• Gamefaq Error (Score:2, Informative)

    by inerte ( 452992 )
    If you click the sphere screenshot link you will see this message:

    "Referer Link Error

    On every single HTML page of GameFAQs is the following request:
    Feel free to link to this page, but not directly to the FAQs.."

    So, go directly to
  • by Anonymous Coward
    I just don't think FF is all that compelling. Sure, its cute to see the cut-scene animations, but ultimately this is a board game with clever graphics.

    Pretty boring considering the games that make better use of a computer as a medium for entertainment.
    • Agreed. I have tried to play and enjoy games of this type since the days of the NES - but ALWAYS find disappointment, impatience and frustration.

      If I want to watch CGI I'll see Monsters Inc or Toy Story!
      • I know where you're coming from, but my defense of FF games is the same as my gripe about the FF movie: You're never going to get as involved with a 2 1/2 hour long story, as you are with a 100+ hour story. FF7 was by far my favorite title of the series, and it was also the one I played the longest. The characters simply become more "real," the longer you spend engrossed in the world.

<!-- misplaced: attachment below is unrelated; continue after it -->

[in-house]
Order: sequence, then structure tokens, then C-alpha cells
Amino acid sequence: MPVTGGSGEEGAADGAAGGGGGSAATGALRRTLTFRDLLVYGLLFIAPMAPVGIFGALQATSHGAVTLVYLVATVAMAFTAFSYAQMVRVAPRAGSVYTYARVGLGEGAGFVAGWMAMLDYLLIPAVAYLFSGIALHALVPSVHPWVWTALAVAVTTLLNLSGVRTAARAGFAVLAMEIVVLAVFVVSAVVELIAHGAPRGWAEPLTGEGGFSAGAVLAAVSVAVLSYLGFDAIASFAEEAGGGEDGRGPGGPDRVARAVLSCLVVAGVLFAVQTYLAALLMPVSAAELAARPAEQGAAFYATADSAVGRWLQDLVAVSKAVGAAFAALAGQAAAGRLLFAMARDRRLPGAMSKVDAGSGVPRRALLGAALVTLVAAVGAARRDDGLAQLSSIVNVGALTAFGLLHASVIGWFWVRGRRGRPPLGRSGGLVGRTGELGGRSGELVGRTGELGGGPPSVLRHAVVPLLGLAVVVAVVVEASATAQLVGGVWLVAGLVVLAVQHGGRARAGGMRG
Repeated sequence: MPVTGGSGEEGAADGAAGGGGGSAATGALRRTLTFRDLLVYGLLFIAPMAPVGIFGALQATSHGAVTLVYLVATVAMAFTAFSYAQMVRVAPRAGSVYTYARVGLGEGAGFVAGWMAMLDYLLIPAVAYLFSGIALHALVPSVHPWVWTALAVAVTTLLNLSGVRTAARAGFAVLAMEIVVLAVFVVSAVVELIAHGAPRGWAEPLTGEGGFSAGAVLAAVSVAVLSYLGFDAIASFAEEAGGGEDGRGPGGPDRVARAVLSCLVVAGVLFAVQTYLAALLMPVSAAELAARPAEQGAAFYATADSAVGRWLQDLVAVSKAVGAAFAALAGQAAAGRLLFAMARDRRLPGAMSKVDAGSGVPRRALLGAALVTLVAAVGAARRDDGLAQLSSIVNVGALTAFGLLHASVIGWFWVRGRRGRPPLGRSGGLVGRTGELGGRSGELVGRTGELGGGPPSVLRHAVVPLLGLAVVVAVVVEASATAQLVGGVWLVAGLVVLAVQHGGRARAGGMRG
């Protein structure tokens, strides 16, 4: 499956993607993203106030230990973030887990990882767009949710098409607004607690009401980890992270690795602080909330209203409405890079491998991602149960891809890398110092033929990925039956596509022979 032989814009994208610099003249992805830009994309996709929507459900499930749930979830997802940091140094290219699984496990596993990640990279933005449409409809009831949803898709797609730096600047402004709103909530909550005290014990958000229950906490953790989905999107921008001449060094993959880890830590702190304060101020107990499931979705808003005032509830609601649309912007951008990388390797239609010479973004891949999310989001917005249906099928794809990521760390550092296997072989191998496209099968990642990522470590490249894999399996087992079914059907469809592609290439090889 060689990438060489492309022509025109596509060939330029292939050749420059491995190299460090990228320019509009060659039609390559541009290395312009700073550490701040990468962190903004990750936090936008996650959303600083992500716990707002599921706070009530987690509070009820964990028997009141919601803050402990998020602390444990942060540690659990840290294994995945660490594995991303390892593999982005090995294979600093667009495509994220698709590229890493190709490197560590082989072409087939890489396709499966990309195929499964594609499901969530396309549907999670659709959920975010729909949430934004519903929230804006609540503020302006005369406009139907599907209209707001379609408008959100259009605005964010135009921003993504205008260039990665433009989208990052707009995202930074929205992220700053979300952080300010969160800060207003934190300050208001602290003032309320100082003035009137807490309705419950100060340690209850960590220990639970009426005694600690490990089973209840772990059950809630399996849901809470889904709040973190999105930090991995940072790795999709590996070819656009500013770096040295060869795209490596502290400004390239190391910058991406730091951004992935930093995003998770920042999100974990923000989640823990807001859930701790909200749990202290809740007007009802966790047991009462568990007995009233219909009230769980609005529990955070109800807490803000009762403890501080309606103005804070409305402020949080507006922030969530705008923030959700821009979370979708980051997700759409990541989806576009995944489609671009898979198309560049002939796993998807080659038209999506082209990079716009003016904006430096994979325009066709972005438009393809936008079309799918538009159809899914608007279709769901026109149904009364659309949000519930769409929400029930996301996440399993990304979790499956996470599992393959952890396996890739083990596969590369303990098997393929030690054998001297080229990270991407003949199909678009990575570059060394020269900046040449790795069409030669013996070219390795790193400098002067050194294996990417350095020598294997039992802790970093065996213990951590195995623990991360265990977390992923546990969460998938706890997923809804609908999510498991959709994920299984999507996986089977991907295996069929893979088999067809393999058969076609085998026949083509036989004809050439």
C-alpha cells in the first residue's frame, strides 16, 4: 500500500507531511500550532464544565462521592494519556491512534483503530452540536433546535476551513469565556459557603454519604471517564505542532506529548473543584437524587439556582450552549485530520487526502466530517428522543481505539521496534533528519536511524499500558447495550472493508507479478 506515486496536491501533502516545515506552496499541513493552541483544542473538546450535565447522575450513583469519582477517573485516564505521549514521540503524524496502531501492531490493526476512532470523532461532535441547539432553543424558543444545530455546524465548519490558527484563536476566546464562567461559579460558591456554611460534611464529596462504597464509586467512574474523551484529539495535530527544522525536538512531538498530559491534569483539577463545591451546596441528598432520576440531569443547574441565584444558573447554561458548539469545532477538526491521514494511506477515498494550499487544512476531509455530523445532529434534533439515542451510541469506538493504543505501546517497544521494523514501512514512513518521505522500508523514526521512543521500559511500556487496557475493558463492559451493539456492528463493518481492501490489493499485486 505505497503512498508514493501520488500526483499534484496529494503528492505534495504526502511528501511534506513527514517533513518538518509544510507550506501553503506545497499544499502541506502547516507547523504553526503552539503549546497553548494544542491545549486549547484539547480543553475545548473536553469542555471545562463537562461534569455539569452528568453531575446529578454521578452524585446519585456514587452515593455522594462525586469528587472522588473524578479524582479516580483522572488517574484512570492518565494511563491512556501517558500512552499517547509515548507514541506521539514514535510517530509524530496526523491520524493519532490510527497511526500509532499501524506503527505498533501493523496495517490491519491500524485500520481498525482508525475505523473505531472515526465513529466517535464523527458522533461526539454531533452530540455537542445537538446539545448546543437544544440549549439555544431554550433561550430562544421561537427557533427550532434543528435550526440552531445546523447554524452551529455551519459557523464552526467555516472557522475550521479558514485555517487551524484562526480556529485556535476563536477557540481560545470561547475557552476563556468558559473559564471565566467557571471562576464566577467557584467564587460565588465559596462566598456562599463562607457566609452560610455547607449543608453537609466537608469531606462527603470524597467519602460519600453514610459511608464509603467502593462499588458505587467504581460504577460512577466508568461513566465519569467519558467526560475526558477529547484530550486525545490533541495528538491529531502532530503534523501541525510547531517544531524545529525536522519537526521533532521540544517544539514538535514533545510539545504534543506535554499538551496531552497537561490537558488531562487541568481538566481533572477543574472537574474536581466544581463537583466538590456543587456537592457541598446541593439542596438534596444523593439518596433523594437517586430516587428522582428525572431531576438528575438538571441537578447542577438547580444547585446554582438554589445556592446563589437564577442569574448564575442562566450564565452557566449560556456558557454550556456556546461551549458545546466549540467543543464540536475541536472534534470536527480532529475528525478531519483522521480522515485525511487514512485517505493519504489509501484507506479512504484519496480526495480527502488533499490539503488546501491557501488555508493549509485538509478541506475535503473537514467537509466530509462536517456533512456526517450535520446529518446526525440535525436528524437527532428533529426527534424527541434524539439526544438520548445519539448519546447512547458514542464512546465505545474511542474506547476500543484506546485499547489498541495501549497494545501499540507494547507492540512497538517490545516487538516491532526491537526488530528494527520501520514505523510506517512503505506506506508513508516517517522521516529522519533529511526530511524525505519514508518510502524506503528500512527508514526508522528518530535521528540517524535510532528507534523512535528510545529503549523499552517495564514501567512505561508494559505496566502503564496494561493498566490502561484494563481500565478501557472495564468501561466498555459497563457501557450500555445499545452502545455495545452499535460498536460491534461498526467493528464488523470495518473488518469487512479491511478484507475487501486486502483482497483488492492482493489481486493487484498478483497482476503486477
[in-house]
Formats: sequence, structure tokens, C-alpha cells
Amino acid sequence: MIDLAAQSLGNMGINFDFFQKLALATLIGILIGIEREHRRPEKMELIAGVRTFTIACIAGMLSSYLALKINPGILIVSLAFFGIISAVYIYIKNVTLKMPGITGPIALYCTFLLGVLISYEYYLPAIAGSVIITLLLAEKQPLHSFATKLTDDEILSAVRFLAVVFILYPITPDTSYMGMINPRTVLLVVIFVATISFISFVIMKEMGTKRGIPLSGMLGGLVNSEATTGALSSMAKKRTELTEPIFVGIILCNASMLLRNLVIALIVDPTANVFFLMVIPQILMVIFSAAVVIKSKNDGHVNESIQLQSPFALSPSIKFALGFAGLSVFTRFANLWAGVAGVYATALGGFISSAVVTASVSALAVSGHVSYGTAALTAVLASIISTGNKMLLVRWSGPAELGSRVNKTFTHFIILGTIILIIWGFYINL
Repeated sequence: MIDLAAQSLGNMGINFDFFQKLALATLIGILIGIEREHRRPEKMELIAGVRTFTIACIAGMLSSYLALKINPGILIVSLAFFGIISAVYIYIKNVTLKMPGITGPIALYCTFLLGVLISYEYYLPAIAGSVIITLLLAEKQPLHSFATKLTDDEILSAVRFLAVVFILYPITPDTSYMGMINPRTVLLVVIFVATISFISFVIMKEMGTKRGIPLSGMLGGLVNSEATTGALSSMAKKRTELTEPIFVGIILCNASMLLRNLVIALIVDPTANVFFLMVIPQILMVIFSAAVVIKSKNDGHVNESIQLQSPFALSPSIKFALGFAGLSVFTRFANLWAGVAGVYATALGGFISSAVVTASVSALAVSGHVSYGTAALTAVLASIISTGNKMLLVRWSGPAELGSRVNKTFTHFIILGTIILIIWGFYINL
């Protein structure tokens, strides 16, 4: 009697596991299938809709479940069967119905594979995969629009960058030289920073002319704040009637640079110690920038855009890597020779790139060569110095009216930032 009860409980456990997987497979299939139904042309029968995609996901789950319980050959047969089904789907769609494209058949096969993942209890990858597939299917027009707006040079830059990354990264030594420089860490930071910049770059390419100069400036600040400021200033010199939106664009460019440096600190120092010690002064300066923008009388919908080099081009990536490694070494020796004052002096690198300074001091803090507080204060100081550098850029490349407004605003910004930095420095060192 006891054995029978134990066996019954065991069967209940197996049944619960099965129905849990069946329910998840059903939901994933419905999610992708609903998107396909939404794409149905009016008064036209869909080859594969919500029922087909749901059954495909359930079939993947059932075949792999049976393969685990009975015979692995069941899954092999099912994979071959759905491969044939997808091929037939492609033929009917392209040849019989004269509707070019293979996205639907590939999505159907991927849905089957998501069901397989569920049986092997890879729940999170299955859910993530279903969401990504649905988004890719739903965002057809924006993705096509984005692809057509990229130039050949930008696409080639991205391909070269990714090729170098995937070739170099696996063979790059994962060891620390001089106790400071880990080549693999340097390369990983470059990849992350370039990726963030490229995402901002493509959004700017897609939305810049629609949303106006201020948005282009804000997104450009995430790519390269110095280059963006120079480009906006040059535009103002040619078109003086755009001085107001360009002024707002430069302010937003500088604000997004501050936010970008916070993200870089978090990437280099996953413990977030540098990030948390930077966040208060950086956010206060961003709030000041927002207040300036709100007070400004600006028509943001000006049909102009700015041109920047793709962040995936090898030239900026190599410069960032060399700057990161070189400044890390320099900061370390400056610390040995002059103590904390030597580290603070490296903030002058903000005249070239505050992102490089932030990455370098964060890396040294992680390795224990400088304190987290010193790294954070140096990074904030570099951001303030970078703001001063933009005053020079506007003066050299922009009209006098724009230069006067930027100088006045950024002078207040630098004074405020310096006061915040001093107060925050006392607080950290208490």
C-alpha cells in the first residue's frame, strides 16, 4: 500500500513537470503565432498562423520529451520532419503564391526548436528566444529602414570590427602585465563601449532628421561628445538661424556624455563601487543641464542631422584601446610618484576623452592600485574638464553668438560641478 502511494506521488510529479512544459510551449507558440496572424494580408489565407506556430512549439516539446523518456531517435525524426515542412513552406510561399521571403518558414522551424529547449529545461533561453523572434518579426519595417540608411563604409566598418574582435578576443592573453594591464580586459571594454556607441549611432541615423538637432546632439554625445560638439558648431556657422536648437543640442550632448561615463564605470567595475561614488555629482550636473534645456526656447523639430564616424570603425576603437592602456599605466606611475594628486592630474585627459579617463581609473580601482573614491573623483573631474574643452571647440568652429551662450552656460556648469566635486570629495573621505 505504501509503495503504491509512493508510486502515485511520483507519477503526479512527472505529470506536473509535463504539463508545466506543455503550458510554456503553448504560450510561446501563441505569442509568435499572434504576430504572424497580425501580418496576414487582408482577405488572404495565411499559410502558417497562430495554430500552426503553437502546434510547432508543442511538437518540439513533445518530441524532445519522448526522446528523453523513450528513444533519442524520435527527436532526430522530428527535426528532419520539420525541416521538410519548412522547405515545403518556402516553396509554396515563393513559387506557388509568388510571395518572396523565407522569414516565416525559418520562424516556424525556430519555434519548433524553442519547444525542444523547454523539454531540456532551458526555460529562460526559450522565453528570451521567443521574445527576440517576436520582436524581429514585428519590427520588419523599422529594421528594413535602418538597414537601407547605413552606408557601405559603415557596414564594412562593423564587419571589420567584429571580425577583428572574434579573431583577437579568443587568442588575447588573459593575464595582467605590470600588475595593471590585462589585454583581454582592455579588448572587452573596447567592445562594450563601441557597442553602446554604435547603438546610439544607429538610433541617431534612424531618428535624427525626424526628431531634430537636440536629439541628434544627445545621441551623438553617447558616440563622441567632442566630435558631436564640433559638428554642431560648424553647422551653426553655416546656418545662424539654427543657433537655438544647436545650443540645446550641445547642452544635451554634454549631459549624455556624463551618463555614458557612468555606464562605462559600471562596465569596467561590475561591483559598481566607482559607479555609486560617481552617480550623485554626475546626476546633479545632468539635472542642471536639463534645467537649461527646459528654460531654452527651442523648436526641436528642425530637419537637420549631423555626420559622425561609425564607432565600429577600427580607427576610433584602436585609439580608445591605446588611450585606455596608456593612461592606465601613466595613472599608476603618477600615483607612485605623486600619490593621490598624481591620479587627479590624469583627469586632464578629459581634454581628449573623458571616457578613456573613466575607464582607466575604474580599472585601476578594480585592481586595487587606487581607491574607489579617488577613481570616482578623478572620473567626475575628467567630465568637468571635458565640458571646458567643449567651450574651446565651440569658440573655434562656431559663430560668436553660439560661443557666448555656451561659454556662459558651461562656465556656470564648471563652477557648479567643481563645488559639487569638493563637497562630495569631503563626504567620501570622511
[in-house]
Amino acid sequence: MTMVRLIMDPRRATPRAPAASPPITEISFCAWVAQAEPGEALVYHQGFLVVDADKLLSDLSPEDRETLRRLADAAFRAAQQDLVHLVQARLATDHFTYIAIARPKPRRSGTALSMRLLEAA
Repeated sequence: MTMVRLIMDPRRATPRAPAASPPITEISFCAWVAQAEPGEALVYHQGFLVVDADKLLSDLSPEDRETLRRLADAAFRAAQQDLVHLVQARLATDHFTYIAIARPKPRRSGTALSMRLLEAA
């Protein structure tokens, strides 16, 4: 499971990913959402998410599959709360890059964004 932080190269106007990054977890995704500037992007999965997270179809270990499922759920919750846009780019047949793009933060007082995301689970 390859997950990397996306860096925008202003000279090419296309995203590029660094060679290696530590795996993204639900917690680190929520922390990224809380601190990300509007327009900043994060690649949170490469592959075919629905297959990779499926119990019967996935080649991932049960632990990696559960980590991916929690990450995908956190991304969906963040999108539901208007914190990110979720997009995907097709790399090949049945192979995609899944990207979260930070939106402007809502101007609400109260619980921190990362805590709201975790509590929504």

Besides.... who would you rather look at? Yuna, Lulu, and Rikku? Or Mike Wazowski and Buzz Lightyear?
    • by Anonymous Coward
      I'm really failing to see what's wrong with a board game, though. *IS* there something actually wrong with a board game? I love a good board game. In fact, I think I'd rather play a good board game than just about anything else that comes out for computers.

      In honesty, the real options I see available are pointless driving games, mindless sports games, senseless action games, and the on-and-off release of yet another RTS game that is hailed as the next big thing but which, when looked at critically, is basically Command and Conquer with a different interface (which is itself Dune 2 with a different interface). Compared to this pile of tripe, even the most repetetive CRPG is at least mildly interesting. Exciting ones, like The Legend of Dragoon, are nothing but stunning.